Video Tutorial : How to use wonder clips with picot edge binding

  3. Inspiration - Sand and lace

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    finished bridal corset sand coutil with ivory net

    As you may know, I only stock products at Sew Curvy that I myself would use - and therefore I like to use them too.  I sometimes have so much inspiration that it's hard to focus on one idea at a time - such is the creative mind, and I imagine that if you are reading this, you are like that aswell!  So, for selfish reasons, not least because i've discovered that making things for fun is good for my stress levels, I've decided to indulge myself a bit and make some inspirational blog posts using materials from the shop.

    Being a shopkeeper I have to stock practical things as well as pretty things, and sometimes certain colours can seem a bit 'hmm' until you've played about with the possiblities; our Sand herringbone coutil is one of those 'hmm' items and probably one of the most difficult colours to pair up so that's where i've started! 

    ivory net and bows

    The sand coloured herringbone coutil on it's own isn't exactly inspirational - It's an odd colour truth be told - made for the medical market to replace what is now the vintage staple corsetry colour "tea rose" which is that salmony pink shade so common in corsets and girdles from the 1940's right up to the 70's, and which was the go to 'nude' of old.  Well this 'sand' colour (also once known as 'nude' and in Europe known as 'skin') is the replacement.  For medical corsetry, this colour was thought to be more compatible with a more multi-racial range of skin colours. 

    I call it 'sand' because it isn't like any skin colour i've ever seen, unless you count American Tan, but it is like a rich honey shaded builders sand.  It goes beautifully with ivory and also black as a base 'skin' tone type colour - it can melt away underneath a sheer underlay, and under ivory, becomes a very pretty bridal option.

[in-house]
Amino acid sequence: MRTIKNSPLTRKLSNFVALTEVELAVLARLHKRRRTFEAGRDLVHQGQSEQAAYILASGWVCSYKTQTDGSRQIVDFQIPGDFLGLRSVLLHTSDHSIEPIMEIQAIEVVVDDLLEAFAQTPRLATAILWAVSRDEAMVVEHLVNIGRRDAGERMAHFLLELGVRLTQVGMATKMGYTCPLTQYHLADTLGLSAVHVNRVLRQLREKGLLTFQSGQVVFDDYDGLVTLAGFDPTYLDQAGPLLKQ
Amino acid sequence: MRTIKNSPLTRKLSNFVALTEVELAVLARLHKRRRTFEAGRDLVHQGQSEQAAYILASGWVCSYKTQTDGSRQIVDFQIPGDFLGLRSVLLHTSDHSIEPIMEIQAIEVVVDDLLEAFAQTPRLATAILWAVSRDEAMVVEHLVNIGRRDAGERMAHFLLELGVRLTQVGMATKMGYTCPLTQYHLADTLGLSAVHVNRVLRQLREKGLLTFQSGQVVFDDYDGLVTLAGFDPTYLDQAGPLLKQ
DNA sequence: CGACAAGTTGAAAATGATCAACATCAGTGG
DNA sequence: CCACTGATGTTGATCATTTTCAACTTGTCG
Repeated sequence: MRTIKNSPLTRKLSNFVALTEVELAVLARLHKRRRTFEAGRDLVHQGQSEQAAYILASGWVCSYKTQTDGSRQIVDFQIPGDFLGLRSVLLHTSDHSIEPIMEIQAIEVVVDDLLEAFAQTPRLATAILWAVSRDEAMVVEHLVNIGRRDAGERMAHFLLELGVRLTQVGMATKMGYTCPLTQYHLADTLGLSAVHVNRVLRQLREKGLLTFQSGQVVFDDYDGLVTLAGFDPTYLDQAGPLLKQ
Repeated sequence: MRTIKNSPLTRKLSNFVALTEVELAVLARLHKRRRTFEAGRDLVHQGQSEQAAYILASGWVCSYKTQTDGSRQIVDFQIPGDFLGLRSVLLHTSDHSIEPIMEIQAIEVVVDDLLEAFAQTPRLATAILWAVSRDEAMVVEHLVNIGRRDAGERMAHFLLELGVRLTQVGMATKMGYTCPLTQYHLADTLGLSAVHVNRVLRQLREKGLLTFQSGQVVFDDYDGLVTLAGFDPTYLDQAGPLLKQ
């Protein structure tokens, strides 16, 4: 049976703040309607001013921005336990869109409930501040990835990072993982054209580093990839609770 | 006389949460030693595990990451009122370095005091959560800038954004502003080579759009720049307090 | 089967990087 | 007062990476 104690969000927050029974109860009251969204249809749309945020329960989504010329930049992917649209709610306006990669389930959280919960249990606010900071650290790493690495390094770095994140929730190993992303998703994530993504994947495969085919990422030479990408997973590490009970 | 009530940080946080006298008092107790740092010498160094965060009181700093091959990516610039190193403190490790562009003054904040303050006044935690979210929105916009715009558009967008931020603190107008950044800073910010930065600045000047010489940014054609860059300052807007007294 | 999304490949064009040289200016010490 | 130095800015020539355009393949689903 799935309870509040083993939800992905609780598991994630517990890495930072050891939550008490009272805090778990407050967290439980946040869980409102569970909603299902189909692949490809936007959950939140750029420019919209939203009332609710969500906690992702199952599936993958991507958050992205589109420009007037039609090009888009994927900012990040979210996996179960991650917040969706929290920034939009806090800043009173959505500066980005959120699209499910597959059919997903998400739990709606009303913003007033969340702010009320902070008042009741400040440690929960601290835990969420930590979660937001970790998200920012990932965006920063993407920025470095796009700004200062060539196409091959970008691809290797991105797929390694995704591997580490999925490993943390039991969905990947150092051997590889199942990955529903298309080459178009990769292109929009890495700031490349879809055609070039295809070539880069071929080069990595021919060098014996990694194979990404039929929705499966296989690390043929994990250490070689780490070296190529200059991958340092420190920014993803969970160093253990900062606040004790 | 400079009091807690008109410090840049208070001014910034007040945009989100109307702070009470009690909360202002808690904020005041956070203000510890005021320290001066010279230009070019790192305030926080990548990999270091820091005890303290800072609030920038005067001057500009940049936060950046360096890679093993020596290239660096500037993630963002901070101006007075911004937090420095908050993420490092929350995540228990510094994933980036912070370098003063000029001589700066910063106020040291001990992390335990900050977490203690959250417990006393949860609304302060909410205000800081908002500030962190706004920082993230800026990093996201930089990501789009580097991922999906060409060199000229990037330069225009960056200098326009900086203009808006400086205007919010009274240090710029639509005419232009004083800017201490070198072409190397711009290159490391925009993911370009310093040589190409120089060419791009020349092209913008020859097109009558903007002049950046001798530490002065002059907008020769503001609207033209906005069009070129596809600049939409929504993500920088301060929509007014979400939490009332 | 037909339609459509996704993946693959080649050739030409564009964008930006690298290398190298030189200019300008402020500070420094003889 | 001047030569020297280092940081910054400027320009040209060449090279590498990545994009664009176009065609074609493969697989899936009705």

In my first project,  i've teamed it up with our floral lingerie net, and two of our pretty guipure trims, along with a white busk and a cute little bra bow from the bra making range.  I like to mix and match shop supplies so that they are good for multiple uses and when I started stocking bra making supplies, I visited the warehouse to ensure that I could pick products that could be used for both bra making and corset making in a number of different ways.

    cutting out with no turn of cloth

    The most exciting thing I have to tell you about this project is that there is NO ROLL PINNING !!  Why?  Because the lace fabric has a slight stretch to it, so if you incorporated turn of cloth as you would a normal non-stretch fabric, you might get a bit of unsightly bagging.  Fabric with a slight stretch can cope very well with turn of cloth so no pesky fiddling about with those seam allowances and no tedious pad stitching as some people do. 

    Simply cut out both layers of your corset pattern at the same time, and stitch the coutil and lace together within the seam allowance.  Easy peasy and an excellent place for beginners to start with multi-layer corsetry!

    inside with garter tabs and bias boning channels

    I can't bear waste (ha!), and in my classes I teach what I call "fabric economy".  With this in mind I can literally use almost every single scrap of coutil from half a metre or a metre - whatever i'm using to cut the pattern.  Because 12mm bias strips, which I use for boning channels, are only 2.5cm wide before being processed, you can get alot out of the surplus material around the corset pattern and  when you're paying anywhere between £10-30 for a metre of fabric it pays to be thrifty let me tell you - especially with the more expensive coutils such as the rosebud coutil.

    In this picture you can see that i've used self made boning channels from 2.5cm wide coutil strips, and I've used 15mm satin ribbon stitched into the binding as detachable suspender loops.